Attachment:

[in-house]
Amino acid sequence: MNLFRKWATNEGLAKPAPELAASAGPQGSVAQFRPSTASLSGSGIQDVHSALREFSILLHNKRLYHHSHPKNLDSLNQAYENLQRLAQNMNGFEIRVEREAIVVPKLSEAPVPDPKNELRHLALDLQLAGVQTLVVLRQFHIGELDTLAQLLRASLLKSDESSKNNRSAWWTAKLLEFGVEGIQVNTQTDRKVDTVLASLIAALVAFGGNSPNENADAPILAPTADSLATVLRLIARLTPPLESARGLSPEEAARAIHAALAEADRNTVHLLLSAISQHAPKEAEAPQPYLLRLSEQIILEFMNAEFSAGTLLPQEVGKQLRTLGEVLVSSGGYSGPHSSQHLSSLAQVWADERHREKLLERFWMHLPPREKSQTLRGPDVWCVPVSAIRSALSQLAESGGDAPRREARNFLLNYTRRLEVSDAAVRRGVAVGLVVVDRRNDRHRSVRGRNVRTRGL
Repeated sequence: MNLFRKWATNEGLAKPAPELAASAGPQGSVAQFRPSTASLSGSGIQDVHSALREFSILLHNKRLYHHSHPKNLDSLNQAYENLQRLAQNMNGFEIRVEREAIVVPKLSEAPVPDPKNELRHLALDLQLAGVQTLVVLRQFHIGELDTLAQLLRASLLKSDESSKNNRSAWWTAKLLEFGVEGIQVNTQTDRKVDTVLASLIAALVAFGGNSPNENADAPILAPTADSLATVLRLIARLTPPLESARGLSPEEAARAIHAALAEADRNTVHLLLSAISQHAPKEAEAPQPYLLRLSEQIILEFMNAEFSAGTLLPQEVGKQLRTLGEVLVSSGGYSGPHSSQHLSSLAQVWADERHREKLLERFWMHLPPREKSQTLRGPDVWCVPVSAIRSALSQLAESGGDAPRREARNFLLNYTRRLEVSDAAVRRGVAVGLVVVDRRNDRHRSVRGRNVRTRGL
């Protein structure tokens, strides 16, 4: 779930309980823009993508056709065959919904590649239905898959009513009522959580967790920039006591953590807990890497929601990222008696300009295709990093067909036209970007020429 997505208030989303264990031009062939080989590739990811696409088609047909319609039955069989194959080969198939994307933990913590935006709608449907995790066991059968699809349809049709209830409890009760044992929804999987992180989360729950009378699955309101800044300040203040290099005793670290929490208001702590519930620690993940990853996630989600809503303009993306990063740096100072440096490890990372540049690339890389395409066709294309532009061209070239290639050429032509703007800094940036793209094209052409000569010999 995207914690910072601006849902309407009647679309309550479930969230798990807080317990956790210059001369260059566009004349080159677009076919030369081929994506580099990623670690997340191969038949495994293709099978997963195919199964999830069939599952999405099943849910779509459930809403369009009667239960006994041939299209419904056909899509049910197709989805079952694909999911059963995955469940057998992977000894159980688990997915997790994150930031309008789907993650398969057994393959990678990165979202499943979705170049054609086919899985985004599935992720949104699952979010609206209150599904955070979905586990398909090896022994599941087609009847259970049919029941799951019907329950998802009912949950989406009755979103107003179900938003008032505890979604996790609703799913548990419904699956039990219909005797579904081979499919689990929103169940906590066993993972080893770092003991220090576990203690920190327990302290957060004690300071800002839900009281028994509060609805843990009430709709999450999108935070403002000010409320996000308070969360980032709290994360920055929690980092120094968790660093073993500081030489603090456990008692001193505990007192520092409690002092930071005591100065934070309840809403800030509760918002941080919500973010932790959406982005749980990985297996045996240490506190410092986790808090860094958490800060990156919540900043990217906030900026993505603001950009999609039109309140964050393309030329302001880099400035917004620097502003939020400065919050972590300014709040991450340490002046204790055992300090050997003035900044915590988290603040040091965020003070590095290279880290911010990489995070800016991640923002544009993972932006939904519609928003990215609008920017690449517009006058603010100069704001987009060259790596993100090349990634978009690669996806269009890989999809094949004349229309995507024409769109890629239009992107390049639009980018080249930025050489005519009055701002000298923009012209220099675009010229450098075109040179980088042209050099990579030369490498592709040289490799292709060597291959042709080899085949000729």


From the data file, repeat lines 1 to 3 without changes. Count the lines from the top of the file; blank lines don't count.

[in-house]
Amino acid sequence: MNLFRKWATNEGLAKPAPELAASAGPQGSVAQFRPSTASLSGSGIQDVHSALREFSILLHNKRLYHHSHPKNLDSLNQAYENLQRLAQNMNGFEIRVEREAIVVPKLSEAPVPDPKNELRHLALDLQLAGVQTLVVLRQFHIGELDTLAQLLRASLLKSDESSKNNRSAWWTAKLLEFGVEGIQVNTQTDRKVDTVLASLIAALVAFGGNSPNENADAPILAPTADSLATVLRLIARLTPPLESARGLSPEEAARAIHAALAEADRNTVHLLLSAISQHAPKEAEAPQPYLLRLSEQIILEFMNAEFSAGTLLPQEVGKQLRTLGEVLVSSGGYSGPHSSQHLSSLAQVWADERHREKLLERFWMHLPPREKSQTLRGPDVWCVPVSAIRSALSQLAESGGDAPRREARNFLLNYTRRLEVSDAAVRRGVAVGLVVVDRRNDRHRSVRGRNVRTRGL
Repeated sequence: MNLFRKWATNEGLAKPAPELAASAGPQGSVAQFRPSTASLSGSGIQDVHSALREFSILLHNKRLYHHSHPKNLDSLNQAYENLQRLAQNMNGFEIRVEREAIVVPKLSEAPVPDPKNELRHLALDLQLAGVQTLVVLRQFHIGELDTLAQLLRASLLKSDESSKNNRSAWWTAKLLEFGVEGIQVNTQTDRKVDTVLASLIAALVAFGGNSPNENADAPILAPTADSLATVLRLIARLTPPLESARGLSPEEAARAIHAALAEADRNTVHLLLSAISQHAPKEAEAPQPYLLRLSEQIILEFMNAEFSAGTLLPQEVGKQLRTLGEVLVSSGGYSGPHSSQHLSSLAQVWADERHREKLLERFWMHLPPREKSQTLRGPDVWCVPVSAIRSALSQLAESGGDAPRREARNFLLNYTRRLEVSDAAVRRGVAVGLVVVDRRNDRHRSVRGRNVRTRGL